Management of Melanoma in a Patient Population: Using Electronic Health Records to Enhance Postdiagnosis Surveillance

JAMA dermatology (Chicago, Ill.) 03/2013; 149(3):365-6. DOI: 10.1001/jamadermatol.2013.1296
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    ABSTRACT: Once individuals are diagnosed with malignant melanoma, they are at an increased risk of developing another melanoma when compared with the normal population. To determine the impact of an intensive follow-up protocol on the stage of disease at diagnosis of subsequent primary melanomas, a retrospective query was performed of an electronic medical record database of 2,600 consecutively registered melanoma patients. Sixty-seven patients (2.6%) had another melanoma diagnosed at the time of presentation to the clinic or within 2 months (synchronous) and another 44 patients (1.7%) developed a second primary melanoma during the follow-up period (metachronous). For the 44 patients diagnosed with metachronous lesions, the Breslow mean tumor thickness for the first invasive melanoma was 2.27 mm compared with 0.90 mm for the second melanoma. The first melanomas diagnosed are thicker by an average of 3.8 mm (p = 0.008). The mean Clark level for the initial melanoma was greater than the mean level for subsequently diagnosed melanomas (p = 0.002). Twenty-three percent of the initial melanomas were ulcerated, whereas only one of the second primary lesions showed this adverse prognostic factor (p = 0.002). Once individuals are diagnosed with melanoma, they are in a high-risk population for having other primary site melanomas diagnosed and should be placed in an intensive follow-up protocol consisting of a complete skin examination.
    Annals of Surgical Oncology 02/1997; 4(1):19-23. DOI:10.1007/BF02316806 · 3.93 Impact Factor
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    ABSTRACT: To assess the frequency of occurrence and risk factors for multiple primary melanoma. Population-based, case-control study. New Hampshire. Three-hundred fifty-four New Hampshire residents with a confirmed first diagnosis of cutaneous melanoma. Diagnosis of a subsequent primary cutaneous melanoma. An additional melanoma occurred in 27 individuals (8%) within 2 years of their initial diagnosis, including 20 (6%) within the first postdiagnosis year. In 9 (33%) of these 27 cases, at least 1 subsequent melanoma was deeper than the first tumor. The 27 individuals with a subsequent melanoma diagnosis were classified as "cases" and were compared on the basis of risk factors to the 327 "controls" with a single melanoma diagnosis. The data indicate an inverse relation of risk of multiple primary melanomas with multiple blistering sunburns (P = .01 for the trend); the odds ratio (OR) was 0.32 (95% confidence interval [CI], 0.11-0.93) for 2 or more sunburns compared with none. The number of atypical moles was significantly related to increased risk (P = .004 for the trend). The presence of 3 or more atypical moles compared with none was associated with more than a 4-fold risk of multiple primary melanomas (OR, 4.29; 95% CI, 1.51-12.16). Additional melanomas occur more frequently than previously shown. Our study confirms that atypical moles are strongly associated with risk of multiple primary melanomas but provides little evidence that risk is influenced by pigmentary characteristics, hours of sun exposure, or benign moles. The inverse association with blistering sunburn may reflect the influence of an unmeasured covariate.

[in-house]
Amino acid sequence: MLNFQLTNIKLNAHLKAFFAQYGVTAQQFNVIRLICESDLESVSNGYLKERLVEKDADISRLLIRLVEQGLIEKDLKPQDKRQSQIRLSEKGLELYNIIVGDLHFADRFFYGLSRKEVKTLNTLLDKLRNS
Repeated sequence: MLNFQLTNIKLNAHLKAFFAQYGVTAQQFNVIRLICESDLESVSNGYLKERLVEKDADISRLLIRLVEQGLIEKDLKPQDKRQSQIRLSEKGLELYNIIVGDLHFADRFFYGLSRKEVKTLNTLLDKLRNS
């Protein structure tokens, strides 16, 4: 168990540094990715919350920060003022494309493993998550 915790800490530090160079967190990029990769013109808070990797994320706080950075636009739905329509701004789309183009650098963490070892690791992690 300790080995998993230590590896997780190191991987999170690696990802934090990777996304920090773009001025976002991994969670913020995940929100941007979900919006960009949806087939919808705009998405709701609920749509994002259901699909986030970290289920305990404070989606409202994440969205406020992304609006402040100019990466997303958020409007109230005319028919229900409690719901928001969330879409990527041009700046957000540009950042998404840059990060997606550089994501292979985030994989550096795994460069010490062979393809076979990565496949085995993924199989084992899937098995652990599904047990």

Archives of Dermatology 05/2006; 142(4):433-8. DOI:10.1001/archderm.142.4.433 · 4.79 Impact Factor